10. Bradbury LMT, Fitzgerald TL, Henry RJ, Jin Q, Waters DL (2005) The gene for fragrance in rice. Plant Biotechnol J 3:363–370View ArticlePubMedGoogle Scholar
  11. Bradbury LMT, Gillies SA, Brushett DJ, Waters DLE, Henry RJ (2008) Inactivation of an aminoaldehyde dehydrogenase is responsible for fragrance in rice. Plant Mol Biol 68:439–449View ArticlePubMedGoogle Scholar
  12. Bureau of Rice Research and Development (2010) Khao Dawk Mali 105. Rice Department, Bangkok. ISBN: 978–974–403-692-6Google Scholar
  13. Chaipanya C, Jeanie M, Yanoria T, Quime B, Longya A, Korinsak SP, Korinsak S, Toojinda T, Vanavichit A, Jantasuriyara C, Zhou B (2017) Dissection of broad-spectrum resistance of the Thai rice variety Jao Hom Nin conferred by two resistance genes against rice blast. Rice 10:18View ArticlePubMedPubMed CentralGoogle Scholar
  14. Chen S, Yang Y, Shi W, Ji Q, He F, Zhang Z, Cheng Z, Liu X, Xu M (2008) Badh2, encoding betaine aldehyde dehydrogenase, inhibits the biosynthesis of 2-acetyl-1-pyrroline, a major component in rice fragrance. Plant Cell 20:1850–1861View ArticlePubMedPubMed CentralGoogle Scholar
  15. Chumpolsri W, Wijit N, Boontakham P, Nimmanpipug N, Sookwong P, Luangkamin S, Wongpornchai S (2015) Variation of terpenoid flavor odorants in the bran of some black and white rice varieties analyzed by GC×GC-MS. J Food Nutr Res 3(2):114–120View ArticleGoogle Scholar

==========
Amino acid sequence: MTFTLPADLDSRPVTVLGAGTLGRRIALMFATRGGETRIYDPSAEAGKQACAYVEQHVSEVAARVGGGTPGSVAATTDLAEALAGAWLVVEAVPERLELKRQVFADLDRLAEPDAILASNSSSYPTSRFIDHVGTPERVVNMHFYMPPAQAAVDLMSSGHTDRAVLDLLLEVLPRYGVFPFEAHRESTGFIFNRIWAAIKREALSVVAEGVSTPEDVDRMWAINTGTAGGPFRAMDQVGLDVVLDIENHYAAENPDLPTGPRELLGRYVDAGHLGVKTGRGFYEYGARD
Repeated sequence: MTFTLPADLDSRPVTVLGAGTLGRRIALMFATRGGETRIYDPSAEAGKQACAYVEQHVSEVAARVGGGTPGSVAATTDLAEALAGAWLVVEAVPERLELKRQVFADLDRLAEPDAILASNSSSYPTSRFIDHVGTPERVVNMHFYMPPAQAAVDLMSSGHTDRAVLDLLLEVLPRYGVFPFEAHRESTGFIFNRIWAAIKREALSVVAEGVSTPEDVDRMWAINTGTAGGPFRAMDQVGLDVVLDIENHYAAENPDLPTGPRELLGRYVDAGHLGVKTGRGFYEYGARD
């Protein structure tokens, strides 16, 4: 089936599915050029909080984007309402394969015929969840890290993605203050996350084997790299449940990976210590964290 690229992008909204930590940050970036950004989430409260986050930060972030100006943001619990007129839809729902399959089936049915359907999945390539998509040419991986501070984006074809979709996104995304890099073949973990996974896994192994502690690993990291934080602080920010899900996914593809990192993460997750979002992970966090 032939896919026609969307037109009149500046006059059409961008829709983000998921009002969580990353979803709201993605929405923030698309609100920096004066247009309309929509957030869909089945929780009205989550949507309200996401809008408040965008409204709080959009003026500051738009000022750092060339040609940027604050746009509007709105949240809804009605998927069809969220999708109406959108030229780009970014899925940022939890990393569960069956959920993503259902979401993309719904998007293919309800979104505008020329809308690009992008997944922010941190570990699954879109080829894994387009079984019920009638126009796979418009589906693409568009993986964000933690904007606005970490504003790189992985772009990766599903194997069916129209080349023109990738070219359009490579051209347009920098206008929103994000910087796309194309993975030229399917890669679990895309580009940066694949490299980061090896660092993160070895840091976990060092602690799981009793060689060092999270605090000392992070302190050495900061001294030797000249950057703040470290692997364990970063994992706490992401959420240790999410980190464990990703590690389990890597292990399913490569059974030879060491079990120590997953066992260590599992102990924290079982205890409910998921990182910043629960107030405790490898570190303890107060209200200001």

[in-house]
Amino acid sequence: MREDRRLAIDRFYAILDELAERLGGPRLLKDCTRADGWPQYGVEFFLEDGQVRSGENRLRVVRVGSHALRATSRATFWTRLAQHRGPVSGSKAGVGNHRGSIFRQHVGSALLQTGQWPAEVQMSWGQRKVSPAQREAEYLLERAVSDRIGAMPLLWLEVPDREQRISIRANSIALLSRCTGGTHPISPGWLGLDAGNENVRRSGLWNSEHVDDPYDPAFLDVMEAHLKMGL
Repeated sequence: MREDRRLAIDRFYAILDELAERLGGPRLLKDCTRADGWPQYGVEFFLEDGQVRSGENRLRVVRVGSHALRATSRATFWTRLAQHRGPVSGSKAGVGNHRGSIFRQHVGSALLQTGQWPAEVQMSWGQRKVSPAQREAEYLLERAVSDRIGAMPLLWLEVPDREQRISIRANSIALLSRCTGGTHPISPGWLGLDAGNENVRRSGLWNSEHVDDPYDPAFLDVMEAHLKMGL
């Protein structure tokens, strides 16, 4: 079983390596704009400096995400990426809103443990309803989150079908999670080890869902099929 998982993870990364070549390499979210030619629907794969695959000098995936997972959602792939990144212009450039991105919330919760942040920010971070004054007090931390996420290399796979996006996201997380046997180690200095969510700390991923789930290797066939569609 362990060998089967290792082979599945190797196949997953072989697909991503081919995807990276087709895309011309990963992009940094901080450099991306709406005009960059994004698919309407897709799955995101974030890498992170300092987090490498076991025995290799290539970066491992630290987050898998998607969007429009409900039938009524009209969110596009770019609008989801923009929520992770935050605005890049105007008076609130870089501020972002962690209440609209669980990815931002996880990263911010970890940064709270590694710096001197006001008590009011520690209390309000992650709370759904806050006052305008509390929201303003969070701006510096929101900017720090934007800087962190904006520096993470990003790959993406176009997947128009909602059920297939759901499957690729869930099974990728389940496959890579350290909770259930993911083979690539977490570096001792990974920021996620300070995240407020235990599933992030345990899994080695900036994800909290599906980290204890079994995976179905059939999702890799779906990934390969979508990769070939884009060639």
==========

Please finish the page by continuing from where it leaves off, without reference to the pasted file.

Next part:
16. Chutimanukul P, Chaidee A, Buaboocha T, Siangliw M, Toojinda T, Chadchawan S, Kositsup B (2013) Effect of salt stress on photosynthesis and growth in salt-tolerant rice lines obtained from a CSSL population. Thai J Genet S 1:276–279Google Scholar
  17. Department of Foreign Trade (2014) Rice in Thailand: Agriculture, history what makes jasmine rice so special. [cited 2017 Oct 18]. Available from: http://factsanddetails.com/southeast-asia/Thailand/sub5_8h/entry-3321.html
  18. Du B, Zhang W, Liu B, Hu J, Wei Z, Shi Z, He R, Zhu L, Chen R, Han B, He G (2009) Identification and characterization of Bph14, a gene conferring resistance to brown planthopper in rice. Proc Natl Acad Sci U S A 106:22163–22168View ArticlePubMedPubMed CentralGoogle Scholar
  19. Gaur A, Shabir Wani H, Pandita D, Bharti N, Malav A, Shikari A, Bhat A (2016) Understanding the fragrance in rice. J Rice Res 4:e125View ArticleGoogle Scholar
  20. Goufo P, Duan M, Wongpornchai S, Tang X (2010) Some factors affecting the concentration of the aroma compound 2-acetyl-1-pyrroline in two fragrant rice cultivars grown in South China. Front Agric China 4:1–9View ArticleGoogle Scholar